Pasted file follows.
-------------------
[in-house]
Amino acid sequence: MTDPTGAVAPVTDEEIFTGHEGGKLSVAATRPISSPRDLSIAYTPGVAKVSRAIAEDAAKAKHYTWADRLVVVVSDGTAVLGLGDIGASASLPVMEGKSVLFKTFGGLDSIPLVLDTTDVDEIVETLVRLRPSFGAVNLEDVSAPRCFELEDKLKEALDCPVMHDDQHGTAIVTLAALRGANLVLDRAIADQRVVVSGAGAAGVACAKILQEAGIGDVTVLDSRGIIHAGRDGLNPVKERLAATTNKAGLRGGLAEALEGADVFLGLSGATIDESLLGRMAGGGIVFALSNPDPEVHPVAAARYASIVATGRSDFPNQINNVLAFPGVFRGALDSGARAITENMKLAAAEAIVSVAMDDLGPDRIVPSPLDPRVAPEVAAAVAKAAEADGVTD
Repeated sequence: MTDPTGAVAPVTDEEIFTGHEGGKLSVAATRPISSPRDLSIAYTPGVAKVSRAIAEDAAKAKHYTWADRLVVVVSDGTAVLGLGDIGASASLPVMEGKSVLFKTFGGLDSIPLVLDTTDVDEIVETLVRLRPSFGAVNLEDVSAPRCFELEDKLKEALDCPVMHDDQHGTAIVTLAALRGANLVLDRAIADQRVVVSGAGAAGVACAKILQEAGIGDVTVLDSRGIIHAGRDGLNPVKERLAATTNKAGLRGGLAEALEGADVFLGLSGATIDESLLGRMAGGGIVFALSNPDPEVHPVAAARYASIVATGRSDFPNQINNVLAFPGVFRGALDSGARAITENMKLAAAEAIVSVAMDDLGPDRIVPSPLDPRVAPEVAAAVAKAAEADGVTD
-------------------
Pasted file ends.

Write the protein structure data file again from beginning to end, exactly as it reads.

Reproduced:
[in-house]
Amino acid sequence: MTDPTGAVAPVTDEEIFTGHEGGKLSVAATRPISSPRDLSIAYTPGVAKVSRAIAEDAAKAKHYTWADRLVVVVSDGTAVLGLGDIGASASLPVMEGKSVLFKTFGGLDSIPLVLDTTDVDEIVETLVRLRPSFGAVNLEDVSAPRCFELEDKLKEALDCPVMHDDQHGTAIVTLAALRGANLVLDRAIADQRVVVSGAGAAGVACAKILQEAGIGDVTVLDSRGIIHAGRDGLNPVKERLAATTNKAGLRGGLAEALEGADVFLGLSGATIDESLLGRMAGGGIVFALSNPDPEVHPVAAARYASIVATGRSDFPNQINNVLAFPGVFRGALDSGARAITENMKLAAAEAIVSVAMDDLGPDRIVPSPLDPRVAPEVAAAVAKAAEADGVTD
Repeated sequence: MTDPTGAVAPVTDEEIFTGHEGGKLSVAATRPISSPRDLSIAYTPGVAKVSRAIAEDAAKAKHYTWADRLVVVVSDGTAVLGLGDIGASASLPVMEGKSVLFKTFGGLDSIPLVLDTTDVDEIVETLVRLRPSFGAVNLEDVSAPRCFELEDKLKEALDCPVMHDDQHGTAIVTLAALRGANLVLDRAIADQRVVVSGAGAAGVACAKILQEAGIGDVTVLDSRGIIHAGRDGLNPVKERLAATTNKAGLRGGLAEALEGADVFLGLSGATIDESLLGRMAGGGIVFALSNPDPEVHPVAAARYASIVATGRSDFPNQINNVLAFPGVFRGALDSGARAITENMKLAAAEAIVSVAMDDLGPDRIVPSPLDPRVAPEVAAAVAKAAEADGVTD